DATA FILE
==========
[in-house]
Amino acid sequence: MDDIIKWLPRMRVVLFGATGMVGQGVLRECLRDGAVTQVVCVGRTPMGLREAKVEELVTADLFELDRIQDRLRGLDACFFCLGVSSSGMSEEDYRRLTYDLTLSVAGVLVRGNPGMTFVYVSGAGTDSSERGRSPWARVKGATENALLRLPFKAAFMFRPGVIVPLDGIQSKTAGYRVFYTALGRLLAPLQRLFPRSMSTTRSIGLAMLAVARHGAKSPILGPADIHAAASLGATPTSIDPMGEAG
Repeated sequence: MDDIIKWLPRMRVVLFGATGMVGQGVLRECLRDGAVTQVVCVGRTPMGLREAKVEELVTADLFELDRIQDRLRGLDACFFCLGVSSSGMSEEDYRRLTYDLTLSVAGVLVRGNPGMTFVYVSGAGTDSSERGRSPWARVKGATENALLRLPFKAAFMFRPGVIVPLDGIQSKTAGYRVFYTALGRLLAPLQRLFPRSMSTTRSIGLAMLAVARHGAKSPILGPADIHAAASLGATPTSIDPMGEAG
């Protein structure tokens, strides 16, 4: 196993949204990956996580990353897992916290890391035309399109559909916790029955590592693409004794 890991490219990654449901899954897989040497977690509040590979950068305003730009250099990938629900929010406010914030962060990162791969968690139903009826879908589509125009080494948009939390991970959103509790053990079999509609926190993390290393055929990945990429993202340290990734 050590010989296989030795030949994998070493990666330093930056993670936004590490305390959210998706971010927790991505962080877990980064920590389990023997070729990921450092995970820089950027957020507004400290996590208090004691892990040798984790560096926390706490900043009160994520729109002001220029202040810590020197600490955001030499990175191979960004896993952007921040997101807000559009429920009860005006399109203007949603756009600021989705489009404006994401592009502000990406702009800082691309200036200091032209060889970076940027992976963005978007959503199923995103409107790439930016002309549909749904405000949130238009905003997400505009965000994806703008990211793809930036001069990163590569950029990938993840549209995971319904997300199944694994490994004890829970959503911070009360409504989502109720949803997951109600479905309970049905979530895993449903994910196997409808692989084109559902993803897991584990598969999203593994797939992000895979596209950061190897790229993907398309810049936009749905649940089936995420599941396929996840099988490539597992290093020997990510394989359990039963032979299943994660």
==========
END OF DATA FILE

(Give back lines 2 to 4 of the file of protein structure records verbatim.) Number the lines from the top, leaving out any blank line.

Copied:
Amino acid sequence: MDDIIKWLPRMRVVLFGATGMVGQGVLRECLRDGAVTQVVCVGRTPMGLREAKVEELVTADLFELDRIQDRLRGLDACFFCLGVSSSGMSEEDYRRLTYDLTLSVAGVLVRGNPGMTFVYVSGAGTDSSERGRSPWARVKGATENALLRLPFKAAFMFRPGVIVPLDGIQSKTAGYRVFYTALGRLLAPLQRLFPRSMSTTRSIGLAMLAVARHGAKSPILGPADIHAAASLGATPTSIDPMGEAG
Repeated sequence: MDDIIKWLPRMRVVLFGATGMVGQGVLRECLRDGAVTQVVCVGRTPMGLREAKVEELVTADLFELDRIQDRLRGLDACFFCLGVSSSGMSEEDYRRLTYDLTLSVAGVLVRGNPGMTFVYVSGAGTDSSERGRSPWARVKGATENALLRLPFKAAFMFRPGVIVPLDGIQSKTAGYRVFYTALGRLLAPLQRLFPRSMSTTRSIGLAMLAVARHGAKSPILGPADIHAAASLGATPTSIDPMGEAG
């Protein structure tokens, strides 16, 4: 196993949204990956996580990353897992916290890391035309399109559909916790029955590592693409004794 890991490219990654449901899954897989040497977690509040590979950068305003730009250099990938629900929010406010914030962060990162791969968690139903009826879908589509125009080494948009939390991970959103509790053990079999509609926190993390290393055929990945990429993202340290990734 050590010989296989030795030949994998070493990666330093930056993670936004590490305390959210998706971010927790991505962080877990980064920590389990023997070729990921450092995970820089950027957020507004400290996590208090004691892990040798984790560096926390706490900043009160994520729109002001220029202040810590020197600490955001030499990175191979960004896993952007921040997101807000559009429920009860005006399109203007949603756009600021989705489009404006994401592009502000990406702009800082691309200036200091032209060889970076940027992976963005978007959503199923995103409107790439930016002309549909749904405000949130238009905003997400505009965000994806703008990211793809930036001069990163590569950029990938993840549209995971319904997300199944694994490994004890829970959503911070009360409504989502109720949803997951109600479905309970049905979530895993449903994910196997409808692989084109559902993803897991584990598969999203593994797939992000895979596209950061190897790229993907398309810049936009749905649940089936995420599941396929996840099988490539597992290093020997990510394989359990039963032979299943994660």